After two months off from writing, I begin work on an Excel book revision.
I dove into a revision of my Creating Spreadsheets and Charts in Excel: Visual QuickProject Guide book today. I actually got the first chapter — all 16 pages of it — done.
If you’re not familiar with the VQJ (as Peachpit calls it) series, it’s pretty simple. Written for raw beginners, the books use a lot of full color illustrations, large text, numbered steps, and callout lines. Each book in the series is only 144 or 168 pages long — this one weighs in at 144 pages. It’s not the least bit intimidating for any reader.
The first edition of the book covered Excel 2003 for Windows and Excel 2004 for Mac OS. The two versions of Excel are virtually identical, so it made sense to do one book to cover them both. I think I did a good job giving each platform equal space and showing screenshots from both platforms when they were significantly different.
The idea behind the series is to present a project — in this case, creating a budget spreadsheet, duplicating it for multiple months of information, consolidating the months, formatting the spreadsheets so they look good, creating a chart, and printing. All the basics are covered in one project, presented over multiple chapters. The first chapter covers preliminary stuff like interface elements and terminology. The next chapter is where we start creating the spreadsheet.
I have two books in this series. This one is doing very well and has been translated into at least two languages. The other book — take a deep breath if you plan to read the title out loud — Creating Resumes, Letters, Business Cards, and Flyers in Word: Visual QuickProject Guide (I had to look it up; I can never remember the title of that book), isn’t doing quite as well. I like to think it’s because people don’t really want to create all those things. But it’s probably because the Word book market is full of titles and this 168-page tome just doesn’t stand out enough on bookstore shelves.
This Excel book revision is not cross platform. Tentatively titled Creating Spreadsheets and Charts in Microsoft Excel 2007: Visual QuickProject Guide, it covers Excel 2007 for Windows only. (It always amazes me when Amazon.com knows what one of my books will look like before I do.) To write it, I not only had to get my hands on the Office beta, but I also had to get the Windows Vista beta, which my editor wanted running on the computer for all the screenshots. Without Vista, he claimed, the book would look outdated right away. He’s right. And although I wasn’t too thrilled about running beta application software on beta System software, it seems to be working pretty well. Of course, I had to buy a new computer to run all this stuff. My ancient Dell desktop machine would have dropped dead if I tried installing Vista on it, especially with the new graphics-intensive interface. The new Dell Latitude 820 laptop I bought to replace it is handling everything with ease. It should for what it cost me. But with luck, I won’t have to replace it for 4 to 5 years.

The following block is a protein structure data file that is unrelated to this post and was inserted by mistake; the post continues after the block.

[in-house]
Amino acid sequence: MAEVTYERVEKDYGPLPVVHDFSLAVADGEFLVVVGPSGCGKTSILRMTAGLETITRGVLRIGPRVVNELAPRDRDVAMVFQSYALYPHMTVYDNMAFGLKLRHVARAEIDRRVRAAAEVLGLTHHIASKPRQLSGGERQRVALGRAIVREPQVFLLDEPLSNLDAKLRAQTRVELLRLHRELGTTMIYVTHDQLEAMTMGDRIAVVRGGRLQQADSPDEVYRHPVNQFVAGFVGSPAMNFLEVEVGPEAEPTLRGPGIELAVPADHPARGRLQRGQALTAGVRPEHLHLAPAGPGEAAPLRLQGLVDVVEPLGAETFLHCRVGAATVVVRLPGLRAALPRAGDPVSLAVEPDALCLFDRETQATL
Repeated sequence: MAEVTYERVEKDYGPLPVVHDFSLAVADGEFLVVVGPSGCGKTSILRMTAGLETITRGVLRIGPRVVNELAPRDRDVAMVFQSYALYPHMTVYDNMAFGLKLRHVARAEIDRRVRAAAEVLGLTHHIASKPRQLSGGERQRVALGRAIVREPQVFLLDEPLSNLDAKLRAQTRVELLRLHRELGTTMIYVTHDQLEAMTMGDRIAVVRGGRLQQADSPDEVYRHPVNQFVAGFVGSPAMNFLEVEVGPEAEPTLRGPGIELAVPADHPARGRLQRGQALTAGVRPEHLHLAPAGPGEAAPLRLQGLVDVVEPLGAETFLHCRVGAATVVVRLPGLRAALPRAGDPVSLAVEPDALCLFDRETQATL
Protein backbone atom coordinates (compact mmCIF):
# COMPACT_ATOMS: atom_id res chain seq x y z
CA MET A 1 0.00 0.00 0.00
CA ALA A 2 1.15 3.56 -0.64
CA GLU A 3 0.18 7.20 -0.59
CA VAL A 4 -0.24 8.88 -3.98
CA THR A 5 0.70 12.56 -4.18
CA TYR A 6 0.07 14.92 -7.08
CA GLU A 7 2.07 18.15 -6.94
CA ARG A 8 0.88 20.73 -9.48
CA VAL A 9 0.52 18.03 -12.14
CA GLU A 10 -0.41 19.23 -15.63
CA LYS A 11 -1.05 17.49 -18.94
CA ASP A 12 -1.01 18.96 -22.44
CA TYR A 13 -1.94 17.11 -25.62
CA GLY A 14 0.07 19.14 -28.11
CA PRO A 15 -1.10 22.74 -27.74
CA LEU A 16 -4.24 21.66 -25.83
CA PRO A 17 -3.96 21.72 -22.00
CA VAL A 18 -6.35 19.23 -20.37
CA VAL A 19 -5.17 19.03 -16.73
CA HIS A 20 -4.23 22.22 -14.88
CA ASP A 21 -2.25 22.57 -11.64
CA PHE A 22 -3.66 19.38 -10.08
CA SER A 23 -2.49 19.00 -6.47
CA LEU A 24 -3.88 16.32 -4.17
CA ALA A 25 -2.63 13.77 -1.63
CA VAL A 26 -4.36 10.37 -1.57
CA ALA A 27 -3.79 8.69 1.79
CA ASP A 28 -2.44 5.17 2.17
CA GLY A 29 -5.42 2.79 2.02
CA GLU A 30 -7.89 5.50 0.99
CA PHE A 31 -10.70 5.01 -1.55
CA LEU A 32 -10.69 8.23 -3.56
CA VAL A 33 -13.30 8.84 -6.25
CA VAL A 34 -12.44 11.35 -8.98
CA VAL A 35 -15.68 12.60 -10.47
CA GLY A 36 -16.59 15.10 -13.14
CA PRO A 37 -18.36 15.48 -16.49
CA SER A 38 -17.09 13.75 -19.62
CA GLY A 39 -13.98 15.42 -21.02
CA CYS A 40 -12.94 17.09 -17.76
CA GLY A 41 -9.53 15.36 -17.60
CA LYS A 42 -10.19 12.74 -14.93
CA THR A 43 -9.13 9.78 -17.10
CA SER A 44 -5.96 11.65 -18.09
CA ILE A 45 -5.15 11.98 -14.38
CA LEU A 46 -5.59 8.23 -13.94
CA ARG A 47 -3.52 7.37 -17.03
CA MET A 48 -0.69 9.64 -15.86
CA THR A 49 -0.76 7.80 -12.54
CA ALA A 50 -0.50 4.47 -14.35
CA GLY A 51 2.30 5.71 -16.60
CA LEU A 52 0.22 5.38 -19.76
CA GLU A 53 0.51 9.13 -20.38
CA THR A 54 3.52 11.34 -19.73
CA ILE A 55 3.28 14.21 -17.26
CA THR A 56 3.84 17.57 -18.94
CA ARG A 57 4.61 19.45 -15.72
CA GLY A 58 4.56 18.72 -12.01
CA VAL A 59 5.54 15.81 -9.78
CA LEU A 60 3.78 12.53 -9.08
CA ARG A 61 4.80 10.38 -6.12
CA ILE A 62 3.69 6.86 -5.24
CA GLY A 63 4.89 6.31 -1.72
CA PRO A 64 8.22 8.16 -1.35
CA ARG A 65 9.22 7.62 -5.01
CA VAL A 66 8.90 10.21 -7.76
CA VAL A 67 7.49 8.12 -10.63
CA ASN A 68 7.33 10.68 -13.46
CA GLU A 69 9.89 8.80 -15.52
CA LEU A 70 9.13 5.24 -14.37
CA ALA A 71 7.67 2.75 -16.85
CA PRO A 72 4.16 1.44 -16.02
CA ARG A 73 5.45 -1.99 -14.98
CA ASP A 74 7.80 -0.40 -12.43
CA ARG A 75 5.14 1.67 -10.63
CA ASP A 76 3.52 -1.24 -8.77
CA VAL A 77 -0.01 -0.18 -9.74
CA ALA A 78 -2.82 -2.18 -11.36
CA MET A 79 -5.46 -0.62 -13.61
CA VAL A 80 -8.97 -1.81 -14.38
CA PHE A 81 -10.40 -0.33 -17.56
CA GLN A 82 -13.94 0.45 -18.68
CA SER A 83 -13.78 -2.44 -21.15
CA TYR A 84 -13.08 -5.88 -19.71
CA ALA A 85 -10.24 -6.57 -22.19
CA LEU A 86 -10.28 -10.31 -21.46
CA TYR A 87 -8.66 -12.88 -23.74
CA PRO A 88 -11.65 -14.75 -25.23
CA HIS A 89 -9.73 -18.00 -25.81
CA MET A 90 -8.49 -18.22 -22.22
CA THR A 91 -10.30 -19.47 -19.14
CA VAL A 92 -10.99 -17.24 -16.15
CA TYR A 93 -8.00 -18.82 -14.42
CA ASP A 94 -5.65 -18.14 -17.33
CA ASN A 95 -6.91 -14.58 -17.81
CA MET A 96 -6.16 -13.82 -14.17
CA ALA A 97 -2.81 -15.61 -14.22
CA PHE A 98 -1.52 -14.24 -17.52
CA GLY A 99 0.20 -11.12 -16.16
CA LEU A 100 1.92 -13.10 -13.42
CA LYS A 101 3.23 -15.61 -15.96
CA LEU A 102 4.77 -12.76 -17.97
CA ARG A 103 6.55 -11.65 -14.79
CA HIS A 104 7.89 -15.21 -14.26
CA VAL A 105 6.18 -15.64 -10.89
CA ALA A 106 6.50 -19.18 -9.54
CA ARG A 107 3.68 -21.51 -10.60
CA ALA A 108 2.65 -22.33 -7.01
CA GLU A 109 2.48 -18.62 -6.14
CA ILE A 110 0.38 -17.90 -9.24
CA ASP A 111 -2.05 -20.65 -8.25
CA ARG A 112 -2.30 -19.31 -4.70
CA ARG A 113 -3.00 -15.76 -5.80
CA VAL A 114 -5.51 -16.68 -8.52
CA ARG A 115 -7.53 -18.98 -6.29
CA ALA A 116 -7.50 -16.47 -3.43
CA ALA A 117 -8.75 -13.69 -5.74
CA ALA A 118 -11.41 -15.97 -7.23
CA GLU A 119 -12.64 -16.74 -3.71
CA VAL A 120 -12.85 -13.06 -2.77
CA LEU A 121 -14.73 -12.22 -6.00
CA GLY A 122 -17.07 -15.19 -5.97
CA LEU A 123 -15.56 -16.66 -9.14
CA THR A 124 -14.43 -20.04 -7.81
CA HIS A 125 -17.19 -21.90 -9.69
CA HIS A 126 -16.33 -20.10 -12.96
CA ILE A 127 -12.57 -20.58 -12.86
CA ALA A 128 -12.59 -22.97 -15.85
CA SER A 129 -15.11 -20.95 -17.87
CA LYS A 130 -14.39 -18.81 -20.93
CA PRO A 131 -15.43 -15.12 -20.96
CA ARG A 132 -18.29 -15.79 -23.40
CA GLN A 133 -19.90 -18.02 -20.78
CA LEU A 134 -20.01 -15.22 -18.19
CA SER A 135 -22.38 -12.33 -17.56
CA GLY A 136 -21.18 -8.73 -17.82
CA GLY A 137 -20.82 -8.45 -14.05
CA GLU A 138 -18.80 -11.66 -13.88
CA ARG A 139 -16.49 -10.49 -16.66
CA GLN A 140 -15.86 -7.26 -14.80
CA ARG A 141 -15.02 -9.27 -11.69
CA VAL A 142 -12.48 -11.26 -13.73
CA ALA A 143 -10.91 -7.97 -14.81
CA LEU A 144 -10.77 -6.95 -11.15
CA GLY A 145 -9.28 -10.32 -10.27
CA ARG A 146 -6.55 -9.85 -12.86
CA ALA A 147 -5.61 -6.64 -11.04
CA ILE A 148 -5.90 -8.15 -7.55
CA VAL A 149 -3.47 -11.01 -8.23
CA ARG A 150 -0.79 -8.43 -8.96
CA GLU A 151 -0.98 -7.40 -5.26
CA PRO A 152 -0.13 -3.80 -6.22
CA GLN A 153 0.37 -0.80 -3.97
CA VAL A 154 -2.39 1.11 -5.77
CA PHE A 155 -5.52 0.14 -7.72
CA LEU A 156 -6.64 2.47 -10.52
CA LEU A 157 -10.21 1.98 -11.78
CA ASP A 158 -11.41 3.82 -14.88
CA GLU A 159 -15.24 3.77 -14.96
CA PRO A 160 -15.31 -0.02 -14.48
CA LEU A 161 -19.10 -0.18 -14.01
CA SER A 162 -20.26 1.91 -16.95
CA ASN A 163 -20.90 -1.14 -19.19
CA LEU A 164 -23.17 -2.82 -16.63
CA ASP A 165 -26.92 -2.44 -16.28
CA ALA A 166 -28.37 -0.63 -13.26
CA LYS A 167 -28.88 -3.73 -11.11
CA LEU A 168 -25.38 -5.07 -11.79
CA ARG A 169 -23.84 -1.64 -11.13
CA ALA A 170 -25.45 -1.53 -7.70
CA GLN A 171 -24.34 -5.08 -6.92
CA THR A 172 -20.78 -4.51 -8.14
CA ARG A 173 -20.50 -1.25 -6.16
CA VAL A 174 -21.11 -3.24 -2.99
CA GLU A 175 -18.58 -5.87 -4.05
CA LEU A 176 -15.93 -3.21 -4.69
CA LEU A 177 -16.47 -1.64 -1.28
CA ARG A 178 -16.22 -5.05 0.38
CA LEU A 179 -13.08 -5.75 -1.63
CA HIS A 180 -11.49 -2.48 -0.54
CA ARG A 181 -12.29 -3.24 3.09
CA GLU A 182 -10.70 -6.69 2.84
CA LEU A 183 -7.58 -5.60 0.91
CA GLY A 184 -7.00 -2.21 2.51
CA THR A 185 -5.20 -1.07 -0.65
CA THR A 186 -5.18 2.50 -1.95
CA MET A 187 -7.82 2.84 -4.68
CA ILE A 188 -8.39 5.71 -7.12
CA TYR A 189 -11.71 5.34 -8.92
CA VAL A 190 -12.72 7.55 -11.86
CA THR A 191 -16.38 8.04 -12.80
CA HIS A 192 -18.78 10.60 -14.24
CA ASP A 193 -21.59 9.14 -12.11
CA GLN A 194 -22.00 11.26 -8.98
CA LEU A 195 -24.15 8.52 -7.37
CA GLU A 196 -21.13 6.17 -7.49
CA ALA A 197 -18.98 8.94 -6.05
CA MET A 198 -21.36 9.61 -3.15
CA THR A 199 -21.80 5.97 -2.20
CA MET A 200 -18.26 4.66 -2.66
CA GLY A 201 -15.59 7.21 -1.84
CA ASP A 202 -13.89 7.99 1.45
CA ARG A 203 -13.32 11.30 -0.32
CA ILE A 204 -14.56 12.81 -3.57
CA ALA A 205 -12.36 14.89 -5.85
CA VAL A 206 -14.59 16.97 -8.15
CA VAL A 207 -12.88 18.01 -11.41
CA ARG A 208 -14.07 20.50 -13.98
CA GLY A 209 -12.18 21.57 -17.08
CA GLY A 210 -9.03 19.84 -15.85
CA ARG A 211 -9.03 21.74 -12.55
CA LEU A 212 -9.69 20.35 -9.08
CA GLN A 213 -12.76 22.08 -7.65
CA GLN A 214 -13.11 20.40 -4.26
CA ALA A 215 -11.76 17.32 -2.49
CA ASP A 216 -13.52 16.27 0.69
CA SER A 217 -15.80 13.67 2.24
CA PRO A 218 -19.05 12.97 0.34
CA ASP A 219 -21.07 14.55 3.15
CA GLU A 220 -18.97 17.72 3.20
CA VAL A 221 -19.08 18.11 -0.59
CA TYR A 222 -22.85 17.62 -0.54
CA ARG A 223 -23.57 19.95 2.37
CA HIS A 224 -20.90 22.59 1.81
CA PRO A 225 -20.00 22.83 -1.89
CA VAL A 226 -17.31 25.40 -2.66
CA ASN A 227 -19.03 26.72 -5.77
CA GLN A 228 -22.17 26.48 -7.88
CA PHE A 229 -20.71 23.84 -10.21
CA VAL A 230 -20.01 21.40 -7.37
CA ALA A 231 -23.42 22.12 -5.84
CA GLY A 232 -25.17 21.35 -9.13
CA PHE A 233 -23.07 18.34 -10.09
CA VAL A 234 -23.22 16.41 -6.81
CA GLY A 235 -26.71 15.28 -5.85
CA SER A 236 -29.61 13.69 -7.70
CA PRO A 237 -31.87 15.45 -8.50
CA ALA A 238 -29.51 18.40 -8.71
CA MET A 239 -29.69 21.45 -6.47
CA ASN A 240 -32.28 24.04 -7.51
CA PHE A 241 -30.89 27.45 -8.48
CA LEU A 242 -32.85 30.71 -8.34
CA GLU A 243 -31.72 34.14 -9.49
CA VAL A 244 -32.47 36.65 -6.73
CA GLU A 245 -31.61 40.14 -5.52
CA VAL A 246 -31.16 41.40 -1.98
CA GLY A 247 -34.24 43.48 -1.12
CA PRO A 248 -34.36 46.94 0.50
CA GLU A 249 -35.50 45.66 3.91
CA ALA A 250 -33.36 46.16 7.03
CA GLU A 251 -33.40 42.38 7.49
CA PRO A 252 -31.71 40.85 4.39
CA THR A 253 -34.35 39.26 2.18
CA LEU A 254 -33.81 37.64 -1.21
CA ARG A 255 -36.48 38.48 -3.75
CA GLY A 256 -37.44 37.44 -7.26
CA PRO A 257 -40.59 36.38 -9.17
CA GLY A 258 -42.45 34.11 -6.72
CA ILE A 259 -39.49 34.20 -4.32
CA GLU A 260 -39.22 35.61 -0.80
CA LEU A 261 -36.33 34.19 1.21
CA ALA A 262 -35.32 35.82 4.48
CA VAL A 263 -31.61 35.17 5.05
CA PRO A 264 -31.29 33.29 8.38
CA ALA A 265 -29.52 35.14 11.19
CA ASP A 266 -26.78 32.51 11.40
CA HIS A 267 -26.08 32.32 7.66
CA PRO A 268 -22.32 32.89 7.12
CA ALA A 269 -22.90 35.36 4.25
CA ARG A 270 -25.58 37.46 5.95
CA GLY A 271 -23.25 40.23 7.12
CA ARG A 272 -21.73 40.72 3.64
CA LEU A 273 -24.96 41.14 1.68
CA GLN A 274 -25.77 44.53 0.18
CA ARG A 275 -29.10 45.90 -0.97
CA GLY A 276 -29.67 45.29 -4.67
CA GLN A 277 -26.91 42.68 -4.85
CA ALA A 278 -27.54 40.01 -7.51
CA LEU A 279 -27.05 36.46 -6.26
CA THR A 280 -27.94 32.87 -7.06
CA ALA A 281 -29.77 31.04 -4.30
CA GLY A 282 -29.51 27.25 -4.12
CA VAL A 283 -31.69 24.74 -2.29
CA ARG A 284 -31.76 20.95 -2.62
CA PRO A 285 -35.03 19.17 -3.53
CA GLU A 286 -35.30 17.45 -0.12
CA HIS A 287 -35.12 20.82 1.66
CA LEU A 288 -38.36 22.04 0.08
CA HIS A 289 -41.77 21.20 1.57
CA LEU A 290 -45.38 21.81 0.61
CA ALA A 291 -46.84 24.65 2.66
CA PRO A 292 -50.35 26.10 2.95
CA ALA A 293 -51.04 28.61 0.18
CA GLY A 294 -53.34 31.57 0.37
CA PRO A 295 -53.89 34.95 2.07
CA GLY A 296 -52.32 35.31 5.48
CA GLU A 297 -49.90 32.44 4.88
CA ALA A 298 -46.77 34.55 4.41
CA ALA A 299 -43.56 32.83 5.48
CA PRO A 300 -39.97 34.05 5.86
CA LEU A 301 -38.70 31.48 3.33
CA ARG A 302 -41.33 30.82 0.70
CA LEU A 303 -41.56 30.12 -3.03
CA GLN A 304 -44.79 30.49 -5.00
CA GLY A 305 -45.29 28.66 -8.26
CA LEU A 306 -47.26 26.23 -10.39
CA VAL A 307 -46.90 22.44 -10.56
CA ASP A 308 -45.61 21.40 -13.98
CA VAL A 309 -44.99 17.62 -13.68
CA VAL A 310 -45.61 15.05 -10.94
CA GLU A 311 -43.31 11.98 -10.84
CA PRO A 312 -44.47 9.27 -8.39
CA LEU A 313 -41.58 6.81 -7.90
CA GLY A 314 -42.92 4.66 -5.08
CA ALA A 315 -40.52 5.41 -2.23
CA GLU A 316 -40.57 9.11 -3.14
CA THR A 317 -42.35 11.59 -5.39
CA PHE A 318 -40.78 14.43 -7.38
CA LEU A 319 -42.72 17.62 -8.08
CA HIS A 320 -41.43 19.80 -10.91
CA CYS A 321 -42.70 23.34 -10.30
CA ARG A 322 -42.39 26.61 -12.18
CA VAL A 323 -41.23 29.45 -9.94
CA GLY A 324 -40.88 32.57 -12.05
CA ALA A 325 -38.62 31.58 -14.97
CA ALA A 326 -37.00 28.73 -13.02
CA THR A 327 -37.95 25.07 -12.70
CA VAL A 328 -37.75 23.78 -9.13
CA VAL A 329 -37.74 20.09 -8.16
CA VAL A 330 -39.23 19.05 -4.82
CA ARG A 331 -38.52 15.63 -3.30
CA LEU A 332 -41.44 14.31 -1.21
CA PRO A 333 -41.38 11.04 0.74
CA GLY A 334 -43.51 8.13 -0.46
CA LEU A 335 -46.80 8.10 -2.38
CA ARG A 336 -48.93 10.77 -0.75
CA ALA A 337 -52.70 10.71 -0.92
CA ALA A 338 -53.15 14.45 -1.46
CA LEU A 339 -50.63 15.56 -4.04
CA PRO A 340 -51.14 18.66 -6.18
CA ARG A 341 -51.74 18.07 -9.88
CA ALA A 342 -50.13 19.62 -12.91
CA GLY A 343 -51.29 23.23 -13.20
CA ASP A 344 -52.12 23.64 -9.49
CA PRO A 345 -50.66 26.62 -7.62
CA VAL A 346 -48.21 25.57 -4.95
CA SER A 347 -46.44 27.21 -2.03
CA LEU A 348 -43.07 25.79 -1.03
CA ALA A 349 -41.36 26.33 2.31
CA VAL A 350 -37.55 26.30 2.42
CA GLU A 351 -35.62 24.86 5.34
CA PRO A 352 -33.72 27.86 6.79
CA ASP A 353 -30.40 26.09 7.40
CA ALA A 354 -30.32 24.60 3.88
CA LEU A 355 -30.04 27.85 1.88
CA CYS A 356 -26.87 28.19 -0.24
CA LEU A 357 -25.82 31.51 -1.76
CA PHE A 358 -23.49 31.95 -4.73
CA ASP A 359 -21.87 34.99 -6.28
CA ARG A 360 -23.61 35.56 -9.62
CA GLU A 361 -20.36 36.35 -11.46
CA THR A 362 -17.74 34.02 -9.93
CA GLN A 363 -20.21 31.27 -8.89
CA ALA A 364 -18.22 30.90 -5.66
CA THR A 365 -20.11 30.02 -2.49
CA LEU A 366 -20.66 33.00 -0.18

Office 2007 is no secret. You can see screenshots and all kinds of training material on the Microsoft Office 2007 Preview site. You might even still be able to download a beta. It’ll run on Windows XP and Vista, so you don’t have to do a double beta like I did to run it.
Over the years, many have complained that Office doesn’t change much with each new version. You won’t hear those complaints this time around. Microsoft has completely reworked the interface. The menus and toolbars are gone, replaced with something called the Ribbon. Click a Ribbon tab to view groups of commands. Click a command to invoke it. Or click a tiny button in the corner of a group to display a good old dialog box.
The new design does appear to be easier for newbies to grasp. But I think it’ll frustrate the hell out of seasoned Office users — at least until they get used to the interface. There’s logic behind it, so if you think about what you want to do, you can figure out where to find the buttons or menus you need to do it. And all the old keyboard shortcuts still work, so if you’ve been using Office applications for years, you won’t be at a total loss in the new version.
Of course, all this has me wondering whether they’ll use the same interface in the Mac version of Office when it gets updated. That would be almost sacrilegious. After all, didn’t Apple invent the interface so widely used by Mac OS and Windows programs? I can’t imagine a Mac program without a menu bar that starts with File and Edit. I guess time will tell.
What’s good about all this for me is that people will need a book to learn the new versions of Office applications. They can’t just use an old Office book to work with the new version. With luck, that’ll help book sales a little. After all, I have to pay for that fancy new computer, don’t I?
Stay tuned for more information about this book as it is completed. It will definitely make it to stores at the same time as Office 2007 — heck, at the rate I’m going, I should be done with it by the end of the month.